Giving from the Heart is Less Stress and More Meaning

At this time of the year, it is easy to get wrapped up in buy, buy, buy.  And that is neither smart nor economical.  Through the years, the gifts that have had the most meaning to my loved ones have always been gifts from the heart.  So what does that mean?  What does giving from the heart look like?

Really thinking about the person you are giving to and studying what they love, what they care about, what they are excited about.  Gifts should be about the recipient, not about what you think the recipient  should have.

Ex: my husband’s brother has spent years restoring an old Ford truck. He loves it. He spent hours working on it.  So Spencer managed to find an original owner’s manual to that truck on line.  His brother loved it and appreciated the thought behind it.

Understanding the needs of the person you are gifting. If they are homegrown, down-to-earth, and organic in nature, they probably will not like the latest slick toy.  On the other hand, if they have been playing computer games all their lives and are thrilled with new technology, that might make the perfect gift.

Handmade is always appreciated.  Even if you did not make it by hand.  Commissioning an afghan in someone’s favorite colors is exactly what my sister-in-law did for me and I so appreciated the thoughtfulness.  She helped an older woman who needed money and then blessed me with a sweet gift.

Food from your kitchen is almost always a hit (provided it’s not fruitcake!) To make it more memorable, attach a special ornament to the delicious offering.

Shared interests make great gifts. I am a kitty person, so I always love cat-related stories, stuffed animals that are cats, etc.  I also love self-help books, so my friends sometimes give me those.  If you share an interest with someone, reflect that in the gift.

The gift of your time and care can mean everything.  Sometimes, especially for seniors, the most important gift you can give is to spend quality time with someone and give them your undivided attention.  In this hustle and bustle world, that is very rare.  Having tea together and laughing and chatting can be the best gift of all.

The gift of lifting burdens can be invaluable. It seems in my life that over the past few years, more and more people have cancer.  So if I can help by cleaning their house, making them meals, spending time with them at chemo, helping them laugh(which is indeed the best medicine,) then I know I am on track.   One friend has a long list ofhouse projects and she is a single woman.  My husband gave her two hours of “honey-do” time this year for her present. She was delighted.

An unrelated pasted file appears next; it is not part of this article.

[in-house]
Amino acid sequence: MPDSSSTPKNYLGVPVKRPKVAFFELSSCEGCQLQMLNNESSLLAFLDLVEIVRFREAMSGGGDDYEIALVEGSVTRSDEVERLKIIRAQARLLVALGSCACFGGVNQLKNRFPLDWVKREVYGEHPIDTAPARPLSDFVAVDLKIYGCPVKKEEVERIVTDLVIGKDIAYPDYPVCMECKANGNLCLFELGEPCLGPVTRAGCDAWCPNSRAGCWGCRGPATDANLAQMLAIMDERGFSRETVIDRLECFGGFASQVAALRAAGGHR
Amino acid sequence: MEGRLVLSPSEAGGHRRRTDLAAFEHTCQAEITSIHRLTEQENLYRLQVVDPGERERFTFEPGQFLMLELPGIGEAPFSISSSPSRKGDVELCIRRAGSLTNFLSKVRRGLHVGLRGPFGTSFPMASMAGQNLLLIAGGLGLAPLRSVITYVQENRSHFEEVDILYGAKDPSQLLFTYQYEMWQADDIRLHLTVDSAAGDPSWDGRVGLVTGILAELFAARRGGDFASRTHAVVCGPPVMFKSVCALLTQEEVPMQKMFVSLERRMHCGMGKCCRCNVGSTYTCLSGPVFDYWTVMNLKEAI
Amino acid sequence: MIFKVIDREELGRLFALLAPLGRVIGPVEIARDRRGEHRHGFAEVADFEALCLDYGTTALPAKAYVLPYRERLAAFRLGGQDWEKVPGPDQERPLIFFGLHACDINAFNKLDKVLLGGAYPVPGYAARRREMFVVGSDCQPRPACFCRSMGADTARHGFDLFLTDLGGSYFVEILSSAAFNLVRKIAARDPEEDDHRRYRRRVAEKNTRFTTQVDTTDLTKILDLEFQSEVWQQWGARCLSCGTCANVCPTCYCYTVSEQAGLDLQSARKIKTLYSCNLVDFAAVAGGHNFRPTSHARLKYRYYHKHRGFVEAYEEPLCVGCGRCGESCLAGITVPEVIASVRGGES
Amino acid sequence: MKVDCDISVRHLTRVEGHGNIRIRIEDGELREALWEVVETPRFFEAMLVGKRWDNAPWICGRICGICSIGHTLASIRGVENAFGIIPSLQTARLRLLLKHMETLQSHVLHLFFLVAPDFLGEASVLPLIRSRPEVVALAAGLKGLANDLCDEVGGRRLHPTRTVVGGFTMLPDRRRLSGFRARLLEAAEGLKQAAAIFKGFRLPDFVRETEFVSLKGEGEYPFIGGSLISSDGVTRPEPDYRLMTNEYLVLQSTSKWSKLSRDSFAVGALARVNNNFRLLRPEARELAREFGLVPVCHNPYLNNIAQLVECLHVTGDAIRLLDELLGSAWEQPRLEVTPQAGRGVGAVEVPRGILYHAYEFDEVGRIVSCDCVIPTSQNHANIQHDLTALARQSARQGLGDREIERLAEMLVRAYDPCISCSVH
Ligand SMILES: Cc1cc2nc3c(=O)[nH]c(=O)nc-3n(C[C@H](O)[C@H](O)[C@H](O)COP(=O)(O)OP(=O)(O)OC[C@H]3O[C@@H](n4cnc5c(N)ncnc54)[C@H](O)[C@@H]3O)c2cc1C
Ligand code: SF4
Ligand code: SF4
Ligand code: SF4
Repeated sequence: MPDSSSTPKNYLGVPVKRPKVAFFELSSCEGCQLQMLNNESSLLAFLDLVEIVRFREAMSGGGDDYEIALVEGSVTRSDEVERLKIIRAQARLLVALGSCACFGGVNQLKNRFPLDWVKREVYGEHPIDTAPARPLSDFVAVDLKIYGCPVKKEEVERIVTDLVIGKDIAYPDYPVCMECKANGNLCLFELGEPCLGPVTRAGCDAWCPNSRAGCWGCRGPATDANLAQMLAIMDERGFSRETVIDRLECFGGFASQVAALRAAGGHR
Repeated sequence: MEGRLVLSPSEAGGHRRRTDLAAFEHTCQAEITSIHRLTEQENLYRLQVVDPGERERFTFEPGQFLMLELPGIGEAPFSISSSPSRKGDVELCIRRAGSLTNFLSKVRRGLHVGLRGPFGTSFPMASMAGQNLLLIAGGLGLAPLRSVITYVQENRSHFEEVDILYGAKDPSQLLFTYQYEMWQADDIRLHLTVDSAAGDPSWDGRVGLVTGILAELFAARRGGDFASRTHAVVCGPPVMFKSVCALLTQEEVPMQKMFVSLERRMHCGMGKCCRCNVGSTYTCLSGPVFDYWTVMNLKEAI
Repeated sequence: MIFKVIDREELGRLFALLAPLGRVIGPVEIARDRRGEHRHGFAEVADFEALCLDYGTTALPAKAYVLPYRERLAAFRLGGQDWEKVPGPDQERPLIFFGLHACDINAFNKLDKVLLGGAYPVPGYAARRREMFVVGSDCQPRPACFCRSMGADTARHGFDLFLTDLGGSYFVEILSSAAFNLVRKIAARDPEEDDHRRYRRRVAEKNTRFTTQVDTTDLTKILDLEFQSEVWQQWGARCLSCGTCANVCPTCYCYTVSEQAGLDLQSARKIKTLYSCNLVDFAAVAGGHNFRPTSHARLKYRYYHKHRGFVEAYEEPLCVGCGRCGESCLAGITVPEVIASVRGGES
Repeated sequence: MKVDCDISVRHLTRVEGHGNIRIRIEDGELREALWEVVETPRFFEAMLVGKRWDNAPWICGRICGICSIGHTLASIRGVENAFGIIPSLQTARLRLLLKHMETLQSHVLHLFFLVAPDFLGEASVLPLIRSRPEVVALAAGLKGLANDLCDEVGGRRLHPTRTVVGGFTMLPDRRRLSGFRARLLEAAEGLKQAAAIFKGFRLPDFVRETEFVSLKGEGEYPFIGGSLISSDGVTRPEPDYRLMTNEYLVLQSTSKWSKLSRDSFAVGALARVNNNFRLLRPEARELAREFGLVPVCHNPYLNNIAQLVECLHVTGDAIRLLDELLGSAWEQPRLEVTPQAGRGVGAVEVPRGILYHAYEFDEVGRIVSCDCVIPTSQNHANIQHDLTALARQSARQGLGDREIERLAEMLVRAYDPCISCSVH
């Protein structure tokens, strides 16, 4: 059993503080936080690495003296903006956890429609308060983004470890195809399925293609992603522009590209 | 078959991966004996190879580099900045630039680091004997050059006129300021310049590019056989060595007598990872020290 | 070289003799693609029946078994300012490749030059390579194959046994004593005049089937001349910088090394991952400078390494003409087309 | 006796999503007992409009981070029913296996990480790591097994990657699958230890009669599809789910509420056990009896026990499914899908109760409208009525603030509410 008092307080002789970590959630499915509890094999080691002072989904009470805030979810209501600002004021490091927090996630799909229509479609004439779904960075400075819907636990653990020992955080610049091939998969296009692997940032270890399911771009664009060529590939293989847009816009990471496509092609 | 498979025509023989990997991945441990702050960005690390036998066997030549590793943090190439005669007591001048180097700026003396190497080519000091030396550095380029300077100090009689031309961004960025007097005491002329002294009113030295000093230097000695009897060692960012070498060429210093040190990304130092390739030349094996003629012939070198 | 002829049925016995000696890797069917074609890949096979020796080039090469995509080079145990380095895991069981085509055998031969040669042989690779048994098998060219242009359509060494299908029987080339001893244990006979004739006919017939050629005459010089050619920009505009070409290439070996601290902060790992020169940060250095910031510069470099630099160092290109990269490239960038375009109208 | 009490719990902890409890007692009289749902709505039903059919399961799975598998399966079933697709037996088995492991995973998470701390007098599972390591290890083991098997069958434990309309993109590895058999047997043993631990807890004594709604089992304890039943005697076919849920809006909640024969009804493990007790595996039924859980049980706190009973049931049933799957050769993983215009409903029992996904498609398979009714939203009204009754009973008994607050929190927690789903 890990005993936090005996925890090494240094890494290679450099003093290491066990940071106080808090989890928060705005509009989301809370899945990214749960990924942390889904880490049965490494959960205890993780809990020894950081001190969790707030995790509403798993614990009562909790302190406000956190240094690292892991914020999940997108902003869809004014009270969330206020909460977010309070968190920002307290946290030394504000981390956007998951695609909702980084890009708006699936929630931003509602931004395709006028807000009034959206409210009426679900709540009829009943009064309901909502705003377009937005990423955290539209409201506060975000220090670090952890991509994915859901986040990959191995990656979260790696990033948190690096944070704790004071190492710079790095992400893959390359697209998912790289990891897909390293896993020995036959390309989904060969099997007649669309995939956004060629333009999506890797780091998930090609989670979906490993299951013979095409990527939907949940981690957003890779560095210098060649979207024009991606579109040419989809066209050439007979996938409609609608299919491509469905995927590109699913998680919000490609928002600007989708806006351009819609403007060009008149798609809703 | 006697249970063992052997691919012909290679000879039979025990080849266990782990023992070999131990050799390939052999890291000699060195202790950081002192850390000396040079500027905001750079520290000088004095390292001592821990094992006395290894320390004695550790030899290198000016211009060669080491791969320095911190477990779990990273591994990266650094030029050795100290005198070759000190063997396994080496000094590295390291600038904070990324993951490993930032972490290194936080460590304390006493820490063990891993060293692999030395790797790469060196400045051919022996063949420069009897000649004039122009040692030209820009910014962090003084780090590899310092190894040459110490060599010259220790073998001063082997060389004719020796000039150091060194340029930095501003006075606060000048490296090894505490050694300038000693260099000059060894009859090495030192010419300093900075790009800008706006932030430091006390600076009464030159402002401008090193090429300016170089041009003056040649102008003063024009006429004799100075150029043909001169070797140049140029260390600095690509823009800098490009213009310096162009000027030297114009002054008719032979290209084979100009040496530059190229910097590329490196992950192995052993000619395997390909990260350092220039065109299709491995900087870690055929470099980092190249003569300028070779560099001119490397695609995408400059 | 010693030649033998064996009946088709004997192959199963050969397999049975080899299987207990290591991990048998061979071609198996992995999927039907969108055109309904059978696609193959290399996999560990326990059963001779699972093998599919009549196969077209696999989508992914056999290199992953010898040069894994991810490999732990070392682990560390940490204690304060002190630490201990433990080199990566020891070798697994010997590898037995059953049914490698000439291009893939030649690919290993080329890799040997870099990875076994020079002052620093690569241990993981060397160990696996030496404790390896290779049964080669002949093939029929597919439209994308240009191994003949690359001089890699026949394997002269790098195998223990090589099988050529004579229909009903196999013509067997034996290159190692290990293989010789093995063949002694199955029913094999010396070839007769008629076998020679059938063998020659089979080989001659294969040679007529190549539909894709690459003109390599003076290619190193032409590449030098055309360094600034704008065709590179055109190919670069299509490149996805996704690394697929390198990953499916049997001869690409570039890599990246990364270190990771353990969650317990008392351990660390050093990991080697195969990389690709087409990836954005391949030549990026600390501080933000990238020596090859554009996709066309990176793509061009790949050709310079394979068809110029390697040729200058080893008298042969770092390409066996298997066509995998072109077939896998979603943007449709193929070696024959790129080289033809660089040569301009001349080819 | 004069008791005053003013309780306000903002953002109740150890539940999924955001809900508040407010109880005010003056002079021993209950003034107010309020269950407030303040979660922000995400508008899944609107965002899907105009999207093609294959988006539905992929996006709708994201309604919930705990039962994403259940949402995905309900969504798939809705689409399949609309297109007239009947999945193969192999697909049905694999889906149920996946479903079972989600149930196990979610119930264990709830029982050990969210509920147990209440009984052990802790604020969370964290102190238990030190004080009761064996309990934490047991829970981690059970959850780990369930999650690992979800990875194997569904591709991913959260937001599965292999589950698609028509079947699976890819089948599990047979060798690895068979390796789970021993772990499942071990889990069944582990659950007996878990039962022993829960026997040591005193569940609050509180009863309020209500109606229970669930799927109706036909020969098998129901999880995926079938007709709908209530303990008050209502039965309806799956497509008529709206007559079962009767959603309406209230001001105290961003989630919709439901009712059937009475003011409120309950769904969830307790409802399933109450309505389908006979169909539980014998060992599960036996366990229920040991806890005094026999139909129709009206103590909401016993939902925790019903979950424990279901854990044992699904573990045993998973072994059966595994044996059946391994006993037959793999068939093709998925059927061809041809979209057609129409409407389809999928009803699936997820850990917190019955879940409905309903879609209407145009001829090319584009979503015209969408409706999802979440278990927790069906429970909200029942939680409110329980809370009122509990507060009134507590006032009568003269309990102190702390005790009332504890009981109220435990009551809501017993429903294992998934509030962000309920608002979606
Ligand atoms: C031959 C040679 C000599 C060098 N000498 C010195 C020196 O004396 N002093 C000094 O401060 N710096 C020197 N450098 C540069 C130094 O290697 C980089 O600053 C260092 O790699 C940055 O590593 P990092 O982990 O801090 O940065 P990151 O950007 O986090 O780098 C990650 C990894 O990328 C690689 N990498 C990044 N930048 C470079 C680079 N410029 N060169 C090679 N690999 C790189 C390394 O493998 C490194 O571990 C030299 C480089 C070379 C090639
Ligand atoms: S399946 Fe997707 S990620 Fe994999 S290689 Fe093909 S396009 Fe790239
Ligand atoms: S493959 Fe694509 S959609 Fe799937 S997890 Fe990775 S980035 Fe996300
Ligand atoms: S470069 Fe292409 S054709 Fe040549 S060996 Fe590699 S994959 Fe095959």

Whatever you do, give some thought to each person’s needs and dreams instead of just buying them the latest hot new thing.  They will love you for it and know that you love them. And isn’t that what the season is all about, anyway?

Eating the Right Food for Stress Management

Believe it or not , there  are several foods which can help you manage your stress , cut your cortisol levels and even handle depression.

walnuts• Eat walnuts to treat depressionHarvard Science Review published a study by McClean Behavioral Genetics Laboratory citing that walnuts are powerful antidepressants! If you don’t like walnuts, try molasses or sugar beets instead.  They have the same benefits. Always consult your doctor first. 1

Honey is very good for you, since it is a natural antibacterial agent.  Many  countries use it medicinally to treat burns and wounds, and in the United States, it has been proven to be effective in treating stress, diabetes, Alzheimer’s and osteoporosis. Recent reports of honey coupled with cinnamon every day show an improvement in blood pressure and cholesterol levels. 2

Eat 5-8 servings a day of fruits and vegetables, especially brightly colored ones.  They’re full of antioxidants, vitamins and fiber.  Vitamin C has been shown to lower blood pressure and help produce collagen, which keeps skin firm. Blackberries have more than double the amounts of vitamin C, calcium and magnesium than blueberries.  Both boost your memory and are great for you! Choose organic ones to prevent pesticide ingestion.

Eat pistachio nuts to cut inflammation, lower cholesterol levels, and improve your body’s response to stress.  Just 1.5 ounces of pistachios provides a boost of energy and can slow the absorption of carbohydrates in the body when eaten together.  One reason pistachios are so good for you is that they have large amounts of potassium.

Have a cup of tea, especially green or white tea, several times a day.  Drinking tea reduces stress and cortisol levels. Japanese women who drink lots of green tea live longer.3 Tea improves your concentration and prevents bone loss.  A University of London study states one cup of tea can significantly reduce anxiety levels after suffering an upset.4

Whatever you eat this holiday season, be mindful.  Instead of those Christmas cookies, have an apple instead.  Watch empty carb intake, and instead eat whole grains, which boost seratonin levels “the feel good chemical”.  And when you are really craving sweets, work out instead.

1. “Eat your way happy and healthy,” Woman’s World, May 5, 2008, p.12

http://www.harvardscience.harvard.edu/medicine-health/articles/food-ingredients-may-be-effective-antidepressants

2. Honey: The index of medical and scientific journals at the National Medical Library in Bethesda, Md.

3. “The Healing Power of Tea,” Ladies Home Journal, Feb. 2009, p.38

4. Alleyne, Richard, “ A cup of tea really can help reduce stress at times of crisis,” Telegraph.co.uk,  August 13, 2009